those who are too ignorant or are in denial or are receiving $$ from energy companies to resist the evidence of AGW, will do nothing.  They will wring their hands some day and either say "See, we told you climate was cyclicle" or "Jeeze, maybe you WERE right."  In the meantime, I'm hoping scientists can work within gov't agencies to try to counteract some of the effects and smarter individuals will move to higher ground.  Climate change deniers, like right-wing Teapublicans will never see the evidence as truth, will never admit they were wrong and will continue to cling to their guns and Bibles.  We are wasting our time trying to change their minds or appease them.

    "Two things are infinite: the universe and human stupidity; and I'm not sure about the universe." A. Einstein

    by moose67 on Sun Jun 19, 2011 at 11:50:15 AM PDT

  •  Global Climate Change is real but not sudden (2+ / 0-)
    Recommended by:
    weatherdude, evergreen2

    On a very hot summer day a couple of years ago a neighbor asked if this was global warming.  My comment was that while global warming was real, it wasn't sudden.

    Here is a blog entry from a very well know University of Washington professor of atmospheric science, Dr. Cliff Mass:
    ...let me make clear that I am not a global warming denier, but a mainstream atmospheric scientist who believes human-induced global warming is inevitable and a major threat if we don't deal with......Folks, we are in the early days of the warming and most of the action is yet to come. We need to be very careful on jumping to conclusions too early, since that only aids the deniers and skeptics who are just looking to pounce on excessive claims.
    http://cliffmass.blogspot.com/...

    •  That was my argument, albeit (0+ / 0-)

      it didn't come across as well as I'd hoped and had to clarify in the comments. The fallout was either 1) because people are too lazy to read beyond the title, or 2) because people refuse to believe that extreme weather events just happen -- we can't have an active few weather years without something more sinister occurring behind the scenes.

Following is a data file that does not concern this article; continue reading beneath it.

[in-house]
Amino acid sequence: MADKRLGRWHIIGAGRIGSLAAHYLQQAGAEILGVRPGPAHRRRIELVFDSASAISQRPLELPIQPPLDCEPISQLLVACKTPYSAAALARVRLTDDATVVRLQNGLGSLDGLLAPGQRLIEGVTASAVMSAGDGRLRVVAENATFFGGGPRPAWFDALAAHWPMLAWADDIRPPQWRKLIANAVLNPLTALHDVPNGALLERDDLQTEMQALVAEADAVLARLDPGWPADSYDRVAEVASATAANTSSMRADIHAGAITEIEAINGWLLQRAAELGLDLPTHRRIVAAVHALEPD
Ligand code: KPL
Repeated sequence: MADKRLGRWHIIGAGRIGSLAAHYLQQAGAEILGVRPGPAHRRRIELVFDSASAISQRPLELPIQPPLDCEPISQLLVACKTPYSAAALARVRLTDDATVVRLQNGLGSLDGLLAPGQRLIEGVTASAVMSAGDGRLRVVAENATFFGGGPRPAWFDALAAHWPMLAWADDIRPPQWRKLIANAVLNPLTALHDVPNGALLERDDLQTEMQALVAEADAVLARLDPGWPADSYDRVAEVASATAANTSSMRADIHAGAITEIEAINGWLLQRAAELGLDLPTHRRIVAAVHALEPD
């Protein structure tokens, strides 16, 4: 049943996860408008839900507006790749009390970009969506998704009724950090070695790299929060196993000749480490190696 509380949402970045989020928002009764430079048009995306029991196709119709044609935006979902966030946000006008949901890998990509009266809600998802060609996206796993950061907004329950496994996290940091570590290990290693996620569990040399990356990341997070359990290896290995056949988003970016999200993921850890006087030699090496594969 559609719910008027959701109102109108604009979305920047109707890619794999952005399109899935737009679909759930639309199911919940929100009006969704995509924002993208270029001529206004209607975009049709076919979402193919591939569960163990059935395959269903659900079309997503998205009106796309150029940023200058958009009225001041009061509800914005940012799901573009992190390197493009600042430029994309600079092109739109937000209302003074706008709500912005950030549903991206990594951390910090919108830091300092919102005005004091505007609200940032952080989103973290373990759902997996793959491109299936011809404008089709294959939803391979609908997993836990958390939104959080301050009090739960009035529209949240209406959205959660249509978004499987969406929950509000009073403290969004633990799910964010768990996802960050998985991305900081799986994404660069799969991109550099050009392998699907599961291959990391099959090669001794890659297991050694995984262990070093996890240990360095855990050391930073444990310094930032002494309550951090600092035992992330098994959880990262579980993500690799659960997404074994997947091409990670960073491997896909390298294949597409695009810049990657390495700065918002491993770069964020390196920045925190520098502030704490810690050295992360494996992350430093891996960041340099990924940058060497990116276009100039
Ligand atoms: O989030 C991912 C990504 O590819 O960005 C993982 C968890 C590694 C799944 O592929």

The fallout continues, I see. C'est la vie -- no skin off my nose.

      If you say "gullible" real slow, it sounds like "green beans."

      by weatherdude on Sun Jun 19, 2011 at 01:51:12 PM PDT

      [ Parent ]

      •  I'm curious (Bayesian) (0+ / 0-)

        as to whether you agree with the points in the diary. They seem to agree explicitly with your arguments, although with some more emphasis on the likelihood of big changes of some sort.

        I guess I'm trying to be Bayesian here. The theory-based prior probability for big weather changes is very high. The particulars are mostly lost in the details of the crude models. Therefore, in full awareness that weird things happen all the time for no particular reason, we should still acknowledge the likelihood (not certainty) of some AGW-induced weirdness before some sort of formal rejection-of-the-null test is passed.

        Michael Weissman UID 197542

        by docmidwest on Sun Jun 19, 2011 at 01:59:11 PM PDT

        [ Parent ]

  •  Global Temps have been cooler over last 6 months (0+ / 0-)

    compared to the same months of the prior year.  In fact, not one of the past 6 months has even been close to the temps of the prior year.
    http://data.giss.nasa.gov/...

    So I don't see how anyone can make the case that recent weather has been caused by climate change.  The global temps are simply going in the wrong direction.

    •  Nip in the air this morning (0+ / 0-)

      so I guess, drop the whole thing? Seriously, have you been actually following the science at all?

      Michael Weissman UID 197542

      by docmidwest on Mon Jun 20, 2011 at 08:35:34 AM PDT

      [ Parent ]

      •  My point (0+ / 0-)

        was that recent weather events cannot be attributed to AGW because for the last six months, temps each month have been down dramatically from the prior year.

        Unless you are prepared to say that declining temps caused these unusual weather events, then AGW must be irrelevant.

        Where is the science that says declining temps cause unusual weather events?  I always understood the science to be that climate IS NOT weather and vice versa. You disagree?

        •  Agreed that (0+ / 0-)

          the weather events so far have not been statistically changed in an compellingly clear way by AGW. It'll be interesting to see if some more reliable evidence of anomalies shows up in the next few years. The first thing to look for, I suppose, will be simple increased net precipitation, since that's expected for warmer oceans.